Solar Hockey Stick
Posted on 13 April 2011 by dana1981
Vieira et al. recently posted a paper on arXiv preprint service which will later be published in the journal Astronomy & Astrophysics on a reconstruction of total solar irradiance (TSI) over the Holocene (the past 11,500 years). The scientists reconstruct TSI using a reconstruction of the solar magnetic flux.
"The evolution of the decadally averaged magnetic flux is computed from decadal values of cosmogenic isotope concentrations recorded in natural archives employing a series of physics-based models connecting the processes from the modulation of the cosmic ray flux in the heliosphere to their record in natural archives...We present the first physics-based reconstruction of the total solar irradiance over the Holocene, which will be of interest for studies of climate change over the last 11500 years. The reconstruction indicates that the decadally averaged total solar irradiance ranges over approximately 1.5 W/m2 from grand maxima to grand minima."
Vieira et al. provide figures depicting their TSI reconstruction over various periods, including the entire Holocene (Figure 1) and the past 3,000 years (Figure 2).
Figure 1: Vieira TSI reconstruction over the past 11,500 years
Figure 2: Vieira TSI reconstruction over the past 3,000 years
Interestingly, Figure 2 looks rather hockey stick-like. But before we declare this as proof that the Sun is causing global warming, let's quantify this solar contribution to the global surface temperature change.
Quantifying Solar Warming
The solar radiative forcing is the change in total solar irradiance (TSI) in Watts per square meter (W/m2) divided by 4 to account for spherical geometry, and multiplied by 0.7 to account for planetary albedo (Meehl 2002). The albedo factor is due to the fact that the planet reflects approximately 30% of the incoming solar radiation. As with CO2, we calculate the equilibrium temperature change by multiplying the radiative forcing by the climate sensitivity parameter (λ).
The climate response to different radiative forcings is similar, but not identical. This is known as the "efficacy" of a radiative forcing. According to various studies of the direct solar forcing efficacy (from TSI alone), as summarized by the IPCC, it is likely smaller than the CO2 efficacy. However, since there may be indirect solar effects not accounted for in the direct solar radiative forcing calculation, we'll conservatively estimate the solar climate sensitivity parameter as equal to the CO2 climate sensitivity of 0.8 (W/m2-K).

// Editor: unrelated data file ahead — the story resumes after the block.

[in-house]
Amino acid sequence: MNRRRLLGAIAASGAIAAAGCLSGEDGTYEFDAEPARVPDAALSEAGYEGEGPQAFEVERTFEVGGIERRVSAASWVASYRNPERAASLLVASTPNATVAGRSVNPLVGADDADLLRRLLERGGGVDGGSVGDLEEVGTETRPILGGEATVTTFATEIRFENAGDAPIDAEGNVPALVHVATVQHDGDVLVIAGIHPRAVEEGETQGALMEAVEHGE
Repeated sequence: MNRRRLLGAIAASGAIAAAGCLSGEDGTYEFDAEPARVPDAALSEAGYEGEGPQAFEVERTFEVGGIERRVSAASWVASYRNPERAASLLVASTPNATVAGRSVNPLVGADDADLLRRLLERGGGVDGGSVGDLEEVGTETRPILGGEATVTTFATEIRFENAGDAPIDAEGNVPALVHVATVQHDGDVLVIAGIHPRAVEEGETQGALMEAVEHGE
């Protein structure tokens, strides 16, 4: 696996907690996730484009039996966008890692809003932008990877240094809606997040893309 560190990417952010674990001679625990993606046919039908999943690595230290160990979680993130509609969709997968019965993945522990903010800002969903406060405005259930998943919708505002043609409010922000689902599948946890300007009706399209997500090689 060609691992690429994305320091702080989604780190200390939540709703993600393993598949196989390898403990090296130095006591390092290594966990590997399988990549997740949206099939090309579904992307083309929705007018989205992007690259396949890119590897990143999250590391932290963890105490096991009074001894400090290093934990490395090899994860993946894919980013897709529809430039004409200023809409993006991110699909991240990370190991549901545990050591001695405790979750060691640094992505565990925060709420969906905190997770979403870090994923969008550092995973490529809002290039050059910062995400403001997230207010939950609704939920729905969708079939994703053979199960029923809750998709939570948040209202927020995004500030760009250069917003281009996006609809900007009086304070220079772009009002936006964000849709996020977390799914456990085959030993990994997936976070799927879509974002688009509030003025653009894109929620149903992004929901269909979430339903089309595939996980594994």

As shown in Figure 2, TSI has increased approximately 1 W/m2 over the past 200 years, from approximately 1365 to 1366 W/m2. Plugging this change in TSI and the climate sensitivity parameter into the formula above, we find that it should have caused approximately 0.14°C warming of global surface temperatures over the past 200 years, and even less over the past 100 years (closer to 0.1°C).
It's Still Not the Sun
Considering that the average surface temperature has risen 0.8°C over the past century, this is a relatively small solar contribution. Moreover, as Vieira et al. also discuss, TSI has not increased over the past 50+ years. During this time the surface temperature has increased approximately 0.6°C. So despite this solar hockey stick, there is still no basis to the myth "it's the sun".
Solar Contribution to Previous Climate Changes
We can also make use of the reconstructions in Vieira (2011) to evaluate the solar contribution to previous climate changes, such as the Little Ice Age (LIA; roughly 1550 to 1850 AD), the Medieval Warm Period (MWP; roughly 800 to 1200 AD) and the Roman Warm Period (RWP; roughly 200 BC to 400 AD).
Figure 3: Northern Hemisphere land temperature reconstruction from Ljungqvist (2010)
Overall during the MWP, there was little change in TSI. However, it did increase approximately 0.2 W/m2 from in the years leading up to 1000 AD. This would correspond to a 0.04°C increase in global surface temperature, or perhaps as much as 0.05°C in land surface temperature, as reconstructed through proxy measurements like Figure 3. Thus TSI appears not to have played a particularly large role in the MWP, accounting for perhaps 10-20% of its peak warming.
There was similarly little change in TSI over the entire RWP. But similarly, in the years leading up to 0 AD, there was perhaps a 0.2 W/m2 increase in average TSI. Thus solar irradiance played a role in the modest Roman warming as well.
There was a fairly steady decline in temperature between the peaks of the MWP and LIA. During that time, TSI decreased approximately 0.5 W/m2. This corresponds to a decrease of approximately 0.07°C in average global surface temperature, or close to 0.1°C in land surface temperature. This is a significant contribution to the LIA cooling, but still only about 10-20% of the overall temperature decrease.
Overall, TSI has remained relatively steady over the past 3,000 years, and indeed, over the entire Holocene. Therefore, directly at least, the sun appears not to be responsible for significant global temperature changes over the past 11,500 years, and certainly not over the past half century.